Critically ill adults

CPOCTs in development

Waiting for test results can be a minor inconvenience for some patients, but for those who are critically ill, timing matters. At the CPOCT International Symposium in Copenhagen (21-24 September) Dr Craig Lilly, a professor of medicine at the University of Massachusetts spoke about the point-of-care testing market, outlining currently available testing for critically ill adults, and also under development.

Report: Lisa Chamoff

Photo
Craig M Lilly MD is Professor of Medicine at the University of Massachusetts Medical School in Worcester, Maryland

‘Knowing the test value will be impactful for patients’ experience and outcomes,’ Lilly said. ‘Sometimes it doesn’t matter if you know now or know within a few hours. There is some testing where knowing right now matters.’

Lilly discussed tests currently used in the USA, such as blood glucose testing, and the frequency of use, as well as tests that might be available in the future. He also spoke of the value proposition of future testing — specifically, which tests will make sense to develop further despite the high costs of development.

Some tests currently in development make sense for investment, the professor pointed out. Tests in development are centred on infectious diseases, and there are also tests routinely used for acute coronary symptoms, or for neurological emergencies, that are not currently available in the point-of-care format, but which are likely to be widely used in the future.

‘We currently don’t have tests for neurological emergencies and we really need them,’ Lilly said.

Many facilities are not equipped with easy ways to test for problems that require urgent action, and that’s where the value lies in developing point-of-care tests, he added. ‘If you are in nursing home and develop chest pain in middle of night, the nursing home can’t do an electrocardiogram and blood work. They put you in an ambulance. That is both inconvenient and expensive. If you can do tests at the point of care, within the skilled nursing facility, the avoided costs more than justify making the point of care test available.’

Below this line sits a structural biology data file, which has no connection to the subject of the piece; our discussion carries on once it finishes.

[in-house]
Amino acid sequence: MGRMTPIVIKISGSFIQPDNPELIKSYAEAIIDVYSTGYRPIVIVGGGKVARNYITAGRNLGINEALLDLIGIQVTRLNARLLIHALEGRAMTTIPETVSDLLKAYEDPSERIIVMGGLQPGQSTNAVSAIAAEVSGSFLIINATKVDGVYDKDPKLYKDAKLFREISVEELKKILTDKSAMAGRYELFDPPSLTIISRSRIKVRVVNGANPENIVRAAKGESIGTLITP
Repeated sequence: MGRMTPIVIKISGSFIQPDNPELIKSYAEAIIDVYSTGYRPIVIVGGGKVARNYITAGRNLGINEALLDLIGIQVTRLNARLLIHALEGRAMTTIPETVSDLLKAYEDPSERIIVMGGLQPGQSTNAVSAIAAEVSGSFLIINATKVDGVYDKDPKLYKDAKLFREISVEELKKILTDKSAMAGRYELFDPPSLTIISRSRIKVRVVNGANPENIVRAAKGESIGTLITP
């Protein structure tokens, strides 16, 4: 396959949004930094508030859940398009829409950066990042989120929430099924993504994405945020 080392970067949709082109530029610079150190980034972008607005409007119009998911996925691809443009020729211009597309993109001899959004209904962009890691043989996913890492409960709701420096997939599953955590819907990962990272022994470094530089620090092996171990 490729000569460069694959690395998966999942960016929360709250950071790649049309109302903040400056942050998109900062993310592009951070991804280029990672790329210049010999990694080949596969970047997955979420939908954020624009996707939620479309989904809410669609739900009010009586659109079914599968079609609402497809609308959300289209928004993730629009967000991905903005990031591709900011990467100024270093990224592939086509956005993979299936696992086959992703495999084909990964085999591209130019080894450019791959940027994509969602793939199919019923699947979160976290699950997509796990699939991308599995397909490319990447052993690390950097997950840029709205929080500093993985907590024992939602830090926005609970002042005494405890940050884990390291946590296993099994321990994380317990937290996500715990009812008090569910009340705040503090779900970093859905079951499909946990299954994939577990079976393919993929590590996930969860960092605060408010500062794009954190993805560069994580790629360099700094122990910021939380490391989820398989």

06.11.2016

More on the subject:
Read all latest stories

Related articles

Photo

Lab medicine

Four perspectives on preanalytics and patient safety

BD participated in the 5th European Federation of Clinical Chemistry and Laboratory Medicine (EFLM) conference on preanalytical phase in Zagreb, Croatia 22–23 March 2019. At the conference, we met…

Photo

Combatting nosocomial infections

A&E Staphylococci POCT

Martin Möckel and Dorothee Riedlinger, from the Charité Medical University Berlin, Emergency and Acute Medicine Campus Virchow-Klinikum, and Campus Charité-Mitte report on POCT testing in the…

Photo

Immunoassay

The quantitative measurement of cardiac troponin I concentration

Pathfast hs-cTnI is a chemi-luminescent enzyme immunoassay (CLEIA) for the quantitative measurement of cardiac troponin I (cTnI) concentration in whole blood or plasma at the point-of-care (POC).…

Related products

Atlas Genetics - Atlas Genetics io system

Infectious diseases testing

Atlas Genetics - Atlas Genetics io system

Atlas Genetics Ltd
DiaSys Diagnostic Systems - InnovaStar

Clinical chemistry

DiaSys Diagnostic Systems - InnovaStar

DiaSys Diagnostic Systems GmbH
Exias Medical – e|1 Analyzer

Blood Gases, Electrolyte, Oximetry

Exias Medical – e|1 Analyzer

EXIAS MEDICAL GmbH
INPECO SA – PROTUBE

Other

INPECO SA – PROTUBE

Inpeco SA
i-Solutions Health – LabCentre

LIS, Middleware, POCT

i-Solutions Health – LabCentre

i-SOLUTIONS Health GmbH